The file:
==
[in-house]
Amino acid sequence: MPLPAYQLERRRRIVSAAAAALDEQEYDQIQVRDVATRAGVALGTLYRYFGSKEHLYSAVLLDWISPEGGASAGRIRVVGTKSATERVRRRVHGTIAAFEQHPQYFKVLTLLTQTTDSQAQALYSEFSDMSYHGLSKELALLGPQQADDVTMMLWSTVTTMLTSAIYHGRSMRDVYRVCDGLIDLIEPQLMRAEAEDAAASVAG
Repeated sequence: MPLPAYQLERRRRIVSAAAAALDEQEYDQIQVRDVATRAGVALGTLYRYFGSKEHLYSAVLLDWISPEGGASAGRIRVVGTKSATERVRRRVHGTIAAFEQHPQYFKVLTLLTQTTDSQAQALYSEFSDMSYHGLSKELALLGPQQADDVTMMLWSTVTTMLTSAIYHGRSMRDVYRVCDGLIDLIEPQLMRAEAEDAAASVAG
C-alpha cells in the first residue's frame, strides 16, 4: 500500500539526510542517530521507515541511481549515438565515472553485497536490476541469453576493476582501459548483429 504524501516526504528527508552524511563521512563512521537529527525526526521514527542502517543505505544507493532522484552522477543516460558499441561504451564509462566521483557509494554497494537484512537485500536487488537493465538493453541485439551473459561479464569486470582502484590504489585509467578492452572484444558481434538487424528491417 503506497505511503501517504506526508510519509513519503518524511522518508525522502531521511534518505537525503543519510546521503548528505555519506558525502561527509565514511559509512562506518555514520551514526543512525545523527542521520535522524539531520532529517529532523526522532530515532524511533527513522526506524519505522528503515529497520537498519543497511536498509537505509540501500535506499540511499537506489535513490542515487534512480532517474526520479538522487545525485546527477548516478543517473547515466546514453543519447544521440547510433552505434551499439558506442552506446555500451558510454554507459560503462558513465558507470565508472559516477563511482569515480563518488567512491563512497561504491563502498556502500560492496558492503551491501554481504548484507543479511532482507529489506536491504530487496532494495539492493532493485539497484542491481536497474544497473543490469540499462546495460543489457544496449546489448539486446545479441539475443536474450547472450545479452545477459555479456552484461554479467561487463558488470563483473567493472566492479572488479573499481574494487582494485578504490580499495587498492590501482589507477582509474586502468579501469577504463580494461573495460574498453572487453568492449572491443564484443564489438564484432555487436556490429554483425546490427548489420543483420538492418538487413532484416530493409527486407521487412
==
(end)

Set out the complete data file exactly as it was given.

[in-house]
Amino acid sequence: MPLPAYQLERRRRIVSAAAAALDEQEYDQIQVRDVATRAGVALGTLYRYFGSKEHLYSAVLLDWISPEGGASAGRIRVVGTKSATERVRRRVHGTIAAFEQHPQYFKVLTLLTQTTDSQAQALYSEFSDMSYHGLSKELALLGPQQADDVTMMLWSTVTTMLTSAIYHGRSMRDVYRVCDGLIDLIEPQLMRAEAEDAAASVAG
Repeated sequence: MPLPAYQLERRRRIVSAAAAALDEQEYDQIQVRDVATRAGVALGTLYRYFGSKEHLYSAVLLDWISPEGGASAGRIRVVGTKSATERVRRRVHGTIAAFEQHPQYFKVLTLLTQTTDSQAQALYSEFSDMSYHGLSKELALLGPQQADDVTMMLWSTVTTMLTSAIYHGRSMRDVYRVCDGLIDLIEPQLMRAEAEDAAASVAG
C-alpha cells in the first residue's frame, strides 16, 4: 500500500539526510542517530521507515541511481549515438565515472553485497536490476541469453576493476582501459548483429 504524501516526504528527508552524511563521512563512521537529527525526526521514527542502517543505505544507493532522484552522477543516460558499441561504451564509462566521483557509494554497494537484512537485500536487488537493465538493453541485439551473459561479464569486470582502484590504489585509467578492452572484444558481434538487424528491417 503506497505511503501517504506526508510519509513519503518524511522518508525522502531521511534518505537525503543519510546521503548528505555519506558525502561527509565514511559509512562506518555514520551514526543512525545523527542521520535522524539531520532529517529532523526522532530515532524511533527513522526506524519505522528503515529497520537498519543497511536498509537505509540501500535506499540511499537506489535513490542515487534512480532517474526520479538522487545525485546527477548516478543517473547515466546514453543519447544521440547510433552505434551499439558506442552506446555500451558510454554507459560503462558513465558507470565508472559516477563511482569515480563518488567512491563512497561504491563502498556502500560492496558492503551491501554481504548484507543479511532482507529489506536491504530487496532494495539492493532493485539497484542491481536497474544497473543490469540499462546495460543489457544496449546489448539486446545479441539475443536474450547472450545479452545477459555479456552484461554479467561487463558488470563483473567493472566492479572488479573499481574494487582494485578504490580499495587498492590501482589507477582509474586502468579501469577504463580494461573495460574498453572487453568492449572491443564484443564489438564484432555487436556490429554483425546490427548489420543483420538492418538487413532484416530493409527486407521487412